On May 29, Starbucks will close more than 8,000 U.S. stores for an afternoon of racial bias training for 175,000 employees. The move, expected to cost $12 million, comes after an April 12 incident when two black men were arrested after asking to use a Philadelphia Starbucks restroom without making a purchase.
While it’s unlikely the company will be able to eradicate the effects of unconscious racial bias among its employees in a single afternoon, MIT Sloan senior lecturer Roberta Pittore said the decision to close the stores for training was the right call. As recently as Friday afternoon, the company issued another apology after an employee at a California store wrote a racial slur on a customer's cup.
“Something is better than nothing, more is better than less, and sooner is better than later,” Pittore, who studies communication as it influences decision-making in organizations, said. “I think what it does achieve from Starbucks’ point of view is that it changes the discussion from ‘What did our employee do that was offensive,’ to ‘How can we learn and how can we change?’”
Swift, specific, and sincere
The rise of social media has given people the ability to spread news in milliseconds, and a corporate response needs to match that pace, Pittore said. But, any response also needs to be specific and sincere.
In its initial attempt to address the controversy that day, the company fell flat on at least two of those counts. In releasing a general statement acknowledging the situation and promising a policy review, but failing to mention concerns about racial bias, the company’s response was swift, but it wasn’t specific or sincere enough.
That first statement was followed later in the day by a longer one from CEO Kevin Johnson, who took a more targeted tone, describing the outcome as “reprehensible” and reaffirming the company’s opposition to discrimination and racial profiling. Johnson also released a video in which he took personal ownership for the incident.
Pittore said the revised response indicates Starbucks’ realization that the incident carried more gravity than the company’s leadership had initially thought.
“[A generalized statement] doesn’t seem as sincere — and it isn’t. It isn’t addressing the problem. It’s just saying, ‘We’re good guys … we have good intentions,’” Pittore said. “Well, everyone has good intentions, so what are your good intentions about this very real, very specific, very tangible incident?”
Soon after, Johnson traveled to Pennsylvania to meet with the two men and offer a face-to-face apology. Pittore said that move, too, was appropriate, given the climate surrounding the incident. In May, the company also reached a financial settlement with the pair for an undisclosed amount of money and a promise to help them complete their bachelor’s degrees through the company’s employee tuition assistance program.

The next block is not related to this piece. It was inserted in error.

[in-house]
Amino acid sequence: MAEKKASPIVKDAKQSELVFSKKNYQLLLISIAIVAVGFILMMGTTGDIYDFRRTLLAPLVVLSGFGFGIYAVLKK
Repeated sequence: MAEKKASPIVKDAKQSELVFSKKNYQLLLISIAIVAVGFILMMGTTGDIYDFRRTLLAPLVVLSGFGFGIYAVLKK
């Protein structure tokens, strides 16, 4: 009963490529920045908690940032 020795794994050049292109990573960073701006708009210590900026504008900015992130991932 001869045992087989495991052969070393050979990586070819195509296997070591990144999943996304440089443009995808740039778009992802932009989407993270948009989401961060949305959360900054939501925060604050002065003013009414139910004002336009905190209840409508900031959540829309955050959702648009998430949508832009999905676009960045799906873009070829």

“The company appropriately should find out from them, ‘How do we make this up to you?’” Pittore said.
When public access is part of your business model
At the core of Starbucks’ brand is the idea that its coffee shops can serve as a “third place” for meet-ups, studying, or work on the go. With the arrests, a single store manager’s decision saw that carefully-crafted persona of a socially progressive and inclusive community hangout begin to unravel.
“They’re not selling you a cup of coffee. They’re saying, ‘We’re the part of the community that you’re in when you’re not at the office and you’re not at home,’” Pittore said. “When you think about that, you have to think about the larger community and about ‘How do we, as a public, want that third place to be. Bottom line, it should feel safe. It should feel welcoming, and that’s really the crux of the problem.”
That problem isn’t unique to Starbucks, either, Pittore noted — it’s a societal problem that came to a head in a very visual way in Philadelphia.
“The specific actions of that one specific employee uncovered a larger issue of racial bias, frankly, in our culture. If you narrow it down, you have an incident that you can’t sweep under the rug,” she said. “The question for Starbucks is ‘What do we do? We didn’t create this problem, but we’re part of this society where this is happening, and if we’re going to be that third place, what is that third place going to look like?’”
Moving forward, Pittore said Starbucks should review its policies, the composition of its board and leadership, its gender, race, and age demographics among its employees, and its wage structures to determine how socially conscious the company really is and decide where, on that spectrum, it wants to be.